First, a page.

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Alina Roscoe

on 15 January 2014

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Transcript of Immigrants

Barriers Immigrants face
Preliminary Statistics
• Sample surveys & Interviews

• Qualitative over quantitative research

• Variety of questions and people

• Participants were told we were looking into “different immigration experiences”

• Our process (find, question, record, calculate results, and study trends)
Barriers immigrants face:
- 73% of people did not have their credentials recognized.

- Problem: No one whom is part of the government helps immigrants get their credentials recognized. (Erin, 2003)

- Gender may have also played a part as only 23% of women
find a job (Erin, 2003), and the majority of our participants were female.

- Work experience was recognized more than credentials

- It's difficult to get credentials recognized, but it is also difficult to work toward recognition.

-> Hardest barrier to overcome is recognition of credentials

Points of weakness:
Our sample group was not diverse enough . . .

- We did not have any participants from Oceania or South America

- We did not have any participants whom were transgender or genderqueer

- Sample group was just the minimum of 30 people

- We may have had a bias during this study

-We only surveyed residents of Ontario
Erin, T. (2003). The skilled worker class. Retrieved October 21, 2013, from http://canada.metropolis.net/ research-policy/policy briefs/selection_r.pdf

Metropolis Web Site. (n.d.). Metropolis - Canadian National Site / Site national Canadien. Retrieved October 21, 2013, from http://www.canada.metropolis.net/events/

Houle, R., & Yssaad, L. (n.d.). Recognition of newcomers' foreign credentials and work experience. Statistics Canada: Canada's national statistical agency / Statistique Canada: Organisme statistique national du Canada. Retrieved October 21, 2013, from http://www.statcan.gc.ca/pub/75-001- x/2010109/article/11342-eng.htm

Citizenship and Immigration Canada. (2010, 10 05). Socioeconomic profiles of immigrants. Retrieved from http://www.cic.gc.ca/English/resources/research/lsic/section3.asp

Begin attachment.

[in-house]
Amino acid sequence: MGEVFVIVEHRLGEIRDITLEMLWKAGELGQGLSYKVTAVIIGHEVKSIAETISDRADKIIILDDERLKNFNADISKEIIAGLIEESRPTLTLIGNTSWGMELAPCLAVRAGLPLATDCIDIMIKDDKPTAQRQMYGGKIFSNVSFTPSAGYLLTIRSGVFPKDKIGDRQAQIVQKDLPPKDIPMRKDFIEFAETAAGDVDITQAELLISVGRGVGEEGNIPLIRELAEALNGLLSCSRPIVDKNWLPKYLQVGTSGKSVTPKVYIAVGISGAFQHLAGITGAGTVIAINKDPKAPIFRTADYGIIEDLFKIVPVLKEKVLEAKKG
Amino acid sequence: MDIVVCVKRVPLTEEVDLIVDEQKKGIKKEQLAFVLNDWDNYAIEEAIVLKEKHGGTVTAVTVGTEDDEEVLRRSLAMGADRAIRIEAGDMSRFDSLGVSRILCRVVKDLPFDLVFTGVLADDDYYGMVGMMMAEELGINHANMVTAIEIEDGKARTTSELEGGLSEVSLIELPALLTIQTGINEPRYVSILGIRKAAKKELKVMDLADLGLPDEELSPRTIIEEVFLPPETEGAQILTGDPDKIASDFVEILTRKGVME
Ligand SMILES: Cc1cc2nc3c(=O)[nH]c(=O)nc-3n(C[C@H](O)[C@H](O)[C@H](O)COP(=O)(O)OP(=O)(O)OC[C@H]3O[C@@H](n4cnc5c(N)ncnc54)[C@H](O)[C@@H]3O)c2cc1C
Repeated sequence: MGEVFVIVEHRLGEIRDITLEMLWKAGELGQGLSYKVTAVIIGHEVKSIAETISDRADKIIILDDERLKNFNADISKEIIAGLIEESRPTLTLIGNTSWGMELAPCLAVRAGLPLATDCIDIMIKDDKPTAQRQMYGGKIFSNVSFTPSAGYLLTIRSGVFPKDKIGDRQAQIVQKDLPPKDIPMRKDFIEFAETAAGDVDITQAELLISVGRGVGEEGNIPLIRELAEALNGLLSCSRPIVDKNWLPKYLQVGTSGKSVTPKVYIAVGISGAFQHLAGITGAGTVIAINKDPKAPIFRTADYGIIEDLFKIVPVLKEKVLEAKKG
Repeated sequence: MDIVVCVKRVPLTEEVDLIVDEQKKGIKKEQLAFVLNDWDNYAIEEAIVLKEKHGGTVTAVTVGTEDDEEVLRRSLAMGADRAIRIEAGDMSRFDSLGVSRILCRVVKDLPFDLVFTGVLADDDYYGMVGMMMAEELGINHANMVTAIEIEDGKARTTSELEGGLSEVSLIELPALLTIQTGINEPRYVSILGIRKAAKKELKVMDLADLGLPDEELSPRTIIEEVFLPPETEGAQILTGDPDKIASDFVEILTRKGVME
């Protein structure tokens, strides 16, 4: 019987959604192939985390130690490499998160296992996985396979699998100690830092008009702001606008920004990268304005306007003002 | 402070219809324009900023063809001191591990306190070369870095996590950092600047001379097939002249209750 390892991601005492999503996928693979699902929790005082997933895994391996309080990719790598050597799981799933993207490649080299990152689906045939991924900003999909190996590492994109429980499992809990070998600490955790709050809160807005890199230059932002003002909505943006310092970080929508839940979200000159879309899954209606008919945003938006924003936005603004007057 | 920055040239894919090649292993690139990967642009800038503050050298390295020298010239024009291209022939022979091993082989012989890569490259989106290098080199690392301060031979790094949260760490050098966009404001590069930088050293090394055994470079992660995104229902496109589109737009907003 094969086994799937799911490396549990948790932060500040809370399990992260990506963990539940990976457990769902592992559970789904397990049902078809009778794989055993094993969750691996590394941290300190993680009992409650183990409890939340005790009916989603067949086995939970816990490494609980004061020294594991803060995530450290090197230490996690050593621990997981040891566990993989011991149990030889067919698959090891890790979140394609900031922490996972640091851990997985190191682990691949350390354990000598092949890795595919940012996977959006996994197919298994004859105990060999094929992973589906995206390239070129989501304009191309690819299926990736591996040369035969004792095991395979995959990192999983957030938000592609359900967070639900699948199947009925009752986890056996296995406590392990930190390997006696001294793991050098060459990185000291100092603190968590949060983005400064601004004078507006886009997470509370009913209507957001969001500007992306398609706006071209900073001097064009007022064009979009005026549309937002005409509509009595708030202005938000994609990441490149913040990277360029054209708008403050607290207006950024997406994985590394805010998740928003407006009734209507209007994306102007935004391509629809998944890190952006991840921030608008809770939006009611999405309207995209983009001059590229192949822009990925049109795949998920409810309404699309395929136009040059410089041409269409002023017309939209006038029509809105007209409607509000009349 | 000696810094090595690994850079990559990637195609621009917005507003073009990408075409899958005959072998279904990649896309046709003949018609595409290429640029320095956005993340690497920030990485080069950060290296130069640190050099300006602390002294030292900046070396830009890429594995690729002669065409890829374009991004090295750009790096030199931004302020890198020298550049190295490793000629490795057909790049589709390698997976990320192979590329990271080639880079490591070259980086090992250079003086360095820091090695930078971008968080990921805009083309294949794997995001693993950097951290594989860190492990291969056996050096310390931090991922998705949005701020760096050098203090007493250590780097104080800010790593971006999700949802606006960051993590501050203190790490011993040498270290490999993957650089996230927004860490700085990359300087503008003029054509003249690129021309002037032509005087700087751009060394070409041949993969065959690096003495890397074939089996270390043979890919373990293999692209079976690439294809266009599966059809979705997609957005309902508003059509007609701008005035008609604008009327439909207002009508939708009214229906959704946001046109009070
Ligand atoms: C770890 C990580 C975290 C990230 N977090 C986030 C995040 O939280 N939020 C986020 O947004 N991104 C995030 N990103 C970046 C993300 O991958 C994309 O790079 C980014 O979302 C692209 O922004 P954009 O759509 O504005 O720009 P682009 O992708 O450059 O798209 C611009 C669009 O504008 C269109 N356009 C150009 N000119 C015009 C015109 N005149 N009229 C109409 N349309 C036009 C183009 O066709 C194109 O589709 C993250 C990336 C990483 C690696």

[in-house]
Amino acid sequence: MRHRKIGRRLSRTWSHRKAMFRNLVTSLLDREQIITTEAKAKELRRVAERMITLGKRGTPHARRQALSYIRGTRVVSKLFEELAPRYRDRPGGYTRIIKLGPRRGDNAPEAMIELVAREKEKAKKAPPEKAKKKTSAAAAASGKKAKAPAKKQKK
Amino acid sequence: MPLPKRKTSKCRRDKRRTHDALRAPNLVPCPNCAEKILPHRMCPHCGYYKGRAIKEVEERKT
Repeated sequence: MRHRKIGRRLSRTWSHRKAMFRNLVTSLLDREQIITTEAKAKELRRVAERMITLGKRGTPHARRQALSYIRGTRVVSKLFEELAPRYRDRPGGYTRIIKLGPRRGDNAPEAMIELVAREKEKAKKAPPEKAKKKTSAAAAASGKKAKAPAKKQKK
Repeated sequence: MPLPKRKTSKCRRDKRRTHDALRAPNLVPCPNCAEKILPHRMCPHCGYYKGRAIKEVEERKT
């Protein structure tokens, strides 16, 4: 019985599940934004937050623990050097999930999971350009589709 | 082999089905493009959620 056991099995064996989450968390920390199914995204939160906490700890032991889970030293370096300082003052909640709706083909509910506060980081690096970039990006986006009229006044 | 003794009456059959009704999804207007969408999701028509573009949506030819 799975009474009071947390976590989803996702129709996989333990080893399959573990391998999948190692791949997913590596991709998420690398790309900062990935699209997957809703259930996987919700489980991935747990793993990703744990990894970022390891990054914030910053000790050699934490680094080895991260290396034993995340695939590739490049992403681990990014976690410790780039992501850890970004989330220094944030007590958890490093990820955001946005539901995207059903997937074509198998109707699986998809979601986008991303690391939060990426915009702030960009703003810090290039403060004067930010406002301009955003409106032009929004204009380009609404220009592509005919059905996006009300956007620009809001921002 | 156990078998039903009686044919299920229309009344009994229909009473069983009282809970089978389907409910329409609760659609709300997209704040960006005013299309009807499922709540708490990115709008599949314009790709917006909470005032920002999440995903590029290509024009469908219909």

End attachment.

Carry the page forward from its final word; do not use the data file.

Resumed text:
New immigrants more likely to be homeless due to economic factors rather than health issues. (2009, November 2). Mental Health Weekly Digest, Retrieved from http://ic.galegroup.com/ic/ovic/NewsDetailsPage/NewsDetailsWindow?failOverType=&query=&prodId=OVIC&windowstate=normal&contentModules=&mode=view&displayGroupName=News&limiter=&currPage=&disableHighlighting=false&displayGroups=&sortBy=&source=&search_within_results=&action=e&catId=&activityType=&scanId=&documentId=GALE|A210787656&userGroupName=miss81777&jsid=c4519032ad646083c940dbd619d16f19

Jimenez, M. J. (2007, January 31). Immigrants battle chronic low income: Some newcomers' fortunes haven't risen in line with skills, 15-year study finds. Globe & Mail. Retrieved from http://ic.galegroup.com/ic/ovic/NewsDetailsPage/NewsDetailsWindow?failOverType=&query=&prodId=OVIC&windowstate=normal&contentModules=&mode=view&displayGroupName=News&limiter=&currPage=&disableHighlighting=false&displayGroups=&sortBy=&source=&search_within_results=&action=e&catId=&activityType=&scanId=&documentId=GALE|A167800379

Ramirez, S. R., & Villarejo, D. V. (2012). Title:poverty, housing, and the rural slum. . American Journal of Public Health., 102(9), 1664-1675. doi: 10.2105/AJPH.2011.300864.

- Trying to find a job

- Poverty

- Language

- Finding affordable housing
The obstacles to overcome when finding a job . . .

- Getting credentials recognized

- Age - Gender - Province

One of the biggest barriers: Finding a job
- 57% to 73% of immigrants have difficulty finding a job

- Ages 25 to 34 have the highest chance of finding job with a 32% chance

- Ages 45 to 59 have a 21% chance

- Men have a 33% chance of having their credentials recognized while women only have a 23% chance

- Newfoundland and Labrador is the highest at 60%

- British Columbia is the lowest at 23%
Final Thoughts:
+ After research it was proven that the biggest barrier was credentials not being recognized which may lead to immigrants retaking courses in order to be considered qualified.

+ Credentials not accepted because it was claimed to be an “unknown University”.

+ A Ph.D immigrating to Canada has a job that does not correspond to their field.

+ We interviewed a wide rage of education background; many whom were qualified but their credentials not accepted due having earned them in a different country.

+ Important quote an immigrant said . . .

+ The significance of this study is immigrants are not always at fault for not being able to find a good job.
By: Alina, Victoria, and Hiba
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